Tuesday, November 30, 2010

Review: Remarkable Creatures by Tracy Chevalier

ISBN #: 978-0-452-29672-5 (se)
Page Count: 312
Copyright: 2009

About the Author:
(Taken from author's website)

"I was born in 1962 and grew up in Washington, DC. I have a BA in English from Oberlin College, Ohio, and an MA in creative writing from the University of East Anglia, Norwich, England. I have lived in London for over 20 years, and am married, with one son. I was a reference book editor for several years before turning to writing full-time. My second novel, Girl with a Pearl Earring, won the Barnes and Noble Discover Award. It has sold almost 4 million copies worldwide and was made into a film starring Colin Firth and Scarlett Johansson."
To view more about the author and Remarkable Creatures, you can visit the author's site here.

(Taken from back cover)

From the moment she's struck by lightning as a baby, it is clear Mary Anning is different.  Though poor and uneducated, she learns on the windswept, fossil-strewn beaches of the English coast that she has a unique gift: "the eye" to spot fossils no one else can see.  When she uncovers an unusual fossilized skeleton in the cliffs near her home, she sets the religious community on edge, the townspeople to gossip - and the scientific world alight with both admiration and controversy.  Prickly Elizabeth Philpot, a middle-class spinster and also a fossil hunter, becomes Mary Anning's unlikely champion and friend, and together they forge a path to some of the most important discoveries of the nineteenth century.

My Review:

I received this book from FSB Media in exchange for an honest review.

The book is told in first-person, but by two different people which I found unique and enjoyable.  The two people, Mary Anning and Elizabeth Philpot, take turns telling the story one chapter after another.  I liked this because you don't get tired of only seeing one person's view of what's happening ... which can sometimes be narrow, depending on the character.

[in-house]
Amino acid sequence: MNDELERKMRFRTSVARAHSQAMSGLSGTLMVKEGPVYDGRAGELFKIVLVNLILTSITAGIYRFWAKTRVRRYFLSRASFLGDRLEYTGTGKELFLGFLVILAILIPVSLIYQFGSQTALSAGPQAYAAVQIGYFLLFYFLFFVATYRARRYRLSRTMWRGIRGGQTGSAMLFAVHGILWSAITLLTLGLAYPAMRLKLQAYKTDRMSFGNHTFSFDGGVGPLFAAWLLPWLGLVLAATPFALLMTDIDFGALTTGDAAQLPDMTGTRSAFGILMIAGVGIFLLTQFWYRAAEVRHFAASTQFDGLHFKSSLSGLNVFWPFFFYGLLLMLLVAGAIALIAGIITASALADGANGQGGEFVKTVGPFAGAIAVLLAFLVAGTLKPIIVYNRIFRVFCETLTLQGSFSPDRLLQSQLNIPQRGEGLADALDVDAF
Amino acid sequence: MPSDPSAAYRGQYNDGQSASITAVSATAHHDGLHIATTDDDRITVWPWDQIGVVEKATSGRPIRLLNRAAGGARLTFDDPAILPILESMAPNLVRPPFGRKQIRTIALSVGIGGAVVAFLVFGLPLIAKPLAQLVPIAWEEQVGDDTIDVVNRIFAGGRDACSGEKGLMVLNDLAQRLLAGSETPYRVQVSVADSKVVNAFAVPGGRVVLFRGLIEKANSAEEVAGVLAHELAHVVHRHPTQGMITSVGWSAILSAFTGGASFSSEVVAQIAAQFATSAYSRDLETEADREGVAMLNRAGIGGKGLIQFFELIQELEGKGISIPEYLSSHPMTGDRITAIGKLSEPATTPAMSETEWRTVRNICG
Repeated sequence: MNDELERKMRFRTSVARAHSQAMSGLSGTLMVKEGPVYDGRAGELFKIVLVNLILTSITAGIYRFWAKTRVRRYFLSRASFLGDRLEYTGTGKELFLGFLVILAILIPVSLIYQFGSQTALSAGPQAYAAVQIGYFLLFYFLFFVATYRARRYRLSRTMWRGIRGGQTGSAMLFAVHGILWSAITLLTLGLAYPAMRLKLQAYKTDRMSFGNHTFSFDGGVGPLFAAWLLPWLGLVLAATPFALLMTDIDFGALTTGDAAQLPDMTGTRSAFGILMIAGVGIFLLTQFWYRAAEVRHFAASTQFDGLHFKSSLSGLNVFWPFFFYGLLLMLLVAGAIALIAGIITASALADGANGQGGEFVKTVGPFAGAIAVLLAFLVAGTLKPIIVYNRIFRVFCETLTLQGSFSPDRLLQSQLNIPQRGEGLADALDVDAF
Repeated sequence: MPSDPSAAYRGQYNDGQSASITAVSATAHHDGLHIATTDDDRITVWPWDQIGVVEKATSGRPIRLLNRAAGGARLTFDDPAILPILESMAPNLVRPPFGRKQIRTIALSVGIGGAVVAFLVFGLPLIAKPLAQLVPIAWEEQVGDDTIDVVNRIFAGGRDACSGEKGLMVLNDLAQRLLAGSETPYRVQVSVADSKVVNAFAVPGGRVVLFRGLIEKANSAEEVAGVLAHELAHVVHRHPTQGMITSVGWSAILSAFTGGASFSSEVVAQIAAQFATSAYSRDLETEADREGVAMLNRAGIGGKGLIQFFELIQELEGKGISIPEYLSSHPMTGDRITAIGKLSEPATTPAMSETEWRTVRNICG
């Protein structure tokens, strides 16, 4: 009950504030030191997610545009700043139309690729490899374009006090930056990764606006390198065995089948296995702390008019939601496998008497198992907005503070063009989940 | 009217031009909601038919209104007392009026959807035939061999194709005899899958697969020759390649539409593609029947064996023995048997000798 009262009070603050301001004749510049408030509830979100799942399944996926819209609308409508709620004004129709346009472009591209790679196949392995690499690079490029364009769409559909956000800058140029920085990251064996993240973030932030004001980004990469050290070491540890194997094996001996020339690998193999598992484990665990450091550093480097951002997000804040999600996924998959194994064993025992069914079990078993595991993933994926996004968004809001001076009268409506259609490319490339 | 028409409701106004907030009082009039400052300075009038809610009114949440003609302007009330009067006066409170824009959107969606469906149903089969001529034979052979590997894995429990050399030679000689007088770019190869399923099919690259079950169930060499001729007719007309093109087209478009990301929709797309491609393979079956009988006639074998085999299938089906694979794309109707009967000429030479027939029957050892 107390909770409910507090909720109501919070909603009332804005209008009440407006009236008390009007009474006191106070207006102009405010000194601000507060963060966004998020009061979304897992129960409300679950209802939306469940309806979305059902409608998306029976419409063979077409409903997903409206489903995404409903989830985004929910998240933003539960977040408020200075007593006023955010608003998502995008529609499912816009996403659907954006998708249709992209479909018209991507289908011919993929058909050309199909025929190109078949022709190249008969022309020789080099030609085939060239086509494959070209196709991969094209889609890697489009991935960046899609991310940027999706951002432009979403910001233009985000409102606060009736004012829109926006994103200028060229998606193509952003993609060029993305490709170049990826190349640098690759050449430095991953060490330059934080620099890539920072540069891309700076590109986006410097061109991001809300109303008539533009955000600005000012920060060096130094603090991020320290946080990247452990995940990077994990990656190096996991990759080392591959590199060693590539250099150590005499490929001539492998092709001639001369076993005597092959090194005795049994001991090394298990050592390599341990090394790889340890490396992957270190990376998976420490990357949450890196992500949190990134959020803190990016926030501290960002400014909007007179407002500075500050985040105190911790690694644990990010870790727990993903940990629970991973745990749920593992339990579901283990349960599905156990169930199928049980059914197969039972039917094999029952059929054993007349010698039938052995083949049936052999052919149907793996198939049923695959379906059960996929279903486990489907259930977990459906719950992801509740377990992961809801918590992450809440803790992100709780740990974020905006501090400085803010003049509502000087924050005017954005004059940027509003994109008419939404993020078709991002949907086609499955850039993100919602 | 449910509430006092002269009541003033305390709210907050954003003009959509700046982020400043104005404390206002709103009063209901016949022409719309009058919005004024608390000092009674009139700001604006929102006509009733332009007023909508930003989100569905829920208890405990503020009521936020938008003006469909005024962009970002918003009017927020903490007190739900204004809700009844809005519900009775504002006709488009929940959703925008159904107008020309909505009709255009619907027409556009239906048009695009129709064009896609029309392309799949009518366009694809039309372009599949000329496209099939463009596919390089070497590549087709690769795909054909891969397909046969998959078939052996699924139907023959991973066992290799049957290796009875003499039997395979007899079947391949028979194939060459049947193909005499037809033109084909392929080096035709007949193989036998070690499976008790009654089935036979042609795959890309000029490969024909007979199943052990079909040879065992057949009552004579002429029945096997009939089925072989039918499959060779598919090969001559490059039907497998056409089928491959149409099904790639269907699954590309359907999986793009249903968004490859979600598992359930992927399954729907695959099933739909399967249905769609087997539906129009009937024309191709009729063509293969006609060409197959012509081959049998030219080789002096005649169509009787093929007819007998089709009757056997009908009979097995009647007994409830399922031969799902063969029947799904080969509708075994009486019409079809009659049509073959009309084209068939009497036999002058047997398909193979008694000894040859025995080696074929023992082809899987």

Despite their differences in age and status, they shared a unique common bond which forged them into friends.  I applauded Elizabeth for being Mary's champion and for becoming a confident independent woman, which wasn't easy in the 1800s.  I found myself cheering for Mary when she finally spoke her mind and stopped letting people take advantage of her.  I would have enjoyed befriending both Mary and Elizabeth had I been there.

The book itself was an intermediate read.  When I say that, I mean that, although there are only ten chapters and the font is easily readable, the chapters themselves can be a little lengthy for easy reading.  However, there are breaks within the chapters that one can pause at if they chose to.

Overall, the book was a definitely interesting and somewhat thought-provoking.  And while it was thought-provoking while reading it, I don't know that I'll think about it after this review.  I don't want to discourage others from reading this novel, because I think it would be worth their time.  It's just not something that I will read again anytime soon as once was sufficient for now.

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